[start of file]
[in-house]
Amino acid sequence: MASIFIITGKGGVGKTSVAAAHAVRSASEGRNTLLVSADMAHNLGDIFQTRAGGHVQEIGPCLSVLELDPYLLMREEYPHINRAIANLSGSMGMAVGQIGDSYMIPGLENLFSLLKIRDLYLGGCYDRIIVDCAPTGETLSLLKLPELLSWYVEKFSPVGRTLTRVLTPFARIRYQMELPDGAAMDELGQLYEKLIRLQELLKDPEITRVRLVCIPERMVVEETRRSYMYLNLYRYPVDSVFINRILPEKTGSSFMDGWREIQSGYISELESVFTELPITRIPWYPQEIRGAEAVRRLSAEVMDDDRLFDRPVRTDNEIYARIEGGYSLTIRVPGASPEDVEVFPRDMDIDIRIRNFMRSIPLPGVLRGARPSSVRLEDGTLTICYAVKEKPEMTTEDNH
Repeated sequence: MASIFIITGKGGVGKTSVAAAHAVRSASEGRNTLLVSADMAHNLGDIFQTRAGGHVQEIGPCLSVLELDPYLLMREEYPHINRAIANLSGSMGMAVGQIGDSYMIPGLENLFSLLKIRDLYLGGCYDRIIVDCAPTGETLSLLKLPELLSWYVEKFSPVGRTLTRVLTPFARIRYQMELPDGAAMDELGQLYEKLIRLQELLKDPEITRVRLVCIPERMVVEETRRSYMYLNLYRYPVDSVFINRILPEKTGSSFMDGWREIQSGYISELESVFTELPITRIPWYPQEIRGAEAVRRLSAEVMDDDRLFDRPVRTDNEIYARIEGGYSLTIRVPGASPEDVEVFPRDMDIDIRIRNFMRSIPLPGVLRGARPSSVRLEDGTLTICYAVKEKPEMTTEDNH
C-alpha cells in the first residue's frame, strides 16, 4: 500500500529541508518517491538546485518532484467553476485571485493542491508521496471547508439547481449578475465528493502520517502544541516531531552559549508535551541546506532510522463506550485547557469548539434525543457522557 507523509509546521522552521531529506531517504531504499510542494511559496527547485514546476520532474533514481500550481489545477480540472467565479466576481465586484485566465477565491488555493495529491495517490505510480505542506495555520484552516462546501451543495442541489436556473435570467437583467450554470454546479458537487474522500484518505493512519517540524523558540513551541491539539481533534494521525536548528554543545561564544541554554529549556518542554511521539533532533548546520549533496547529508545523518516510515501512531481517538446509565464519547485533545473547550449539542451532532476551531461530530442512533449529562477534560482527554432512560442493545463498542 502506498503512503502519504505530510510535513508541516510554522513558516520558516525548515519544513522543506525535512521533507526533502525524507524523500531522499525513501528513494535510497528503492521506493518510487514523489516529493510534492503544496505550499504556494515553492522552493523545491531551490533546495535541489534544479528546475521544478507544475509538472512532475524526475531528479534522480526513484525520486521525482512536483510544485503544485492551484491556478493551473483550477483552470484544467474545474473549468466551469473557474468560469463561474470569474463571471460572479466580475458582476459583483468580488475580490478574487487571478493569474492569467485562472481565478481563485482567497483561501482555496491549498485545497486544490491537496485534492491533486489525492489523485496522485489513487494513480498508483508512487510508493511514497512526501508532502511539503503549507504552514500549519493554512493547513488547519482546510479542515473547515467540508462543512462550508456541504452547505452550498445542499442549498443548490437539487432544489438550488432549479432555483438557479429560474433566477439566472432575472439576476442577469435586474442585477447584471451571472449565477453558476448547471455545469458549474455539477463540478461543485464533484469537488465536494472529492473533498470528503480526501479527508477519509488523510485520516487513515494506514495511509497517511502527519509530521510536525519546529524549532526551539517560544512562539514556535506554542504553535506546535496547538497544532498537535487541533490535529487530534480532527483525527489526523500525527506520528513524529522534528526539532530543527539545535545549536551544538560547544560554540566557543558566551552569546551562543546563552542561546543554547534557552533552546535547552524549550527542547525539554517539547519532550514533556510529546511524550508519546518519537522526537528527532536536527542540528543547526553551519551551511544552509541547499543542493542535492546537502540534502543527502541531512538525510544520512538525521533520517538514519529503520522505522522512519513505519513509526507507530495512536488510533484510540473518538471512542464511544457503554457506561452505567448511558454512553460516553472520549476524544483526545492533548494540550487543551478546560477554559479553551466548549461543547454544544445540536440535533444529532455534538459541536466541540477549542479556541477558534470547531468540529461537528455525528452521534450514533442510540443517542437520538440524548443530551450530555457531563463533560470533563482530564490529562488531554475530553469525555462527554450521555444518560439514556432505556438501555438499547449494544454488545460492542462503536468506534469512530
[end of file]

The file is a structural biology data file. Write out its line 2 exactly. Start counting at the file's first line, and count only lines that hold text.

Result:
Amino acid sequence: MASIFIITGKGGVGKTSVAAAHAVRSASEGRNTLLVSADMAHNLGDIFQTRAGGHVQEIGPCLSVLELDPYLLMREEYPHINRAIANLSGSMGMAVGQIGDSYMIPGLENLFSLLKIRDLYLGGCYDRIIVDCAPTGETLSLLKLPELLSWYVEKFSPVGRTLTRVLTPFARIRYQMELPDGAAMDELGQLYEKLIRLQELLKDPEITRVRLVCIPERMVVEETRRSYMYLNLYRYPVDSVFINRILPEKTGSSFMDGWREIQSGYISELESVFTELPITRIPWYPQEIRGAEAVRRLSAEVMDDDRLFDRPVRTDNEIYARIEGGYSLTIRVPGASPEDVEVFPRDMDIDIRIRNFMRSIPLPGVLRGARPSSVRLEDGTLTICYAVKEKPEMTTEDNH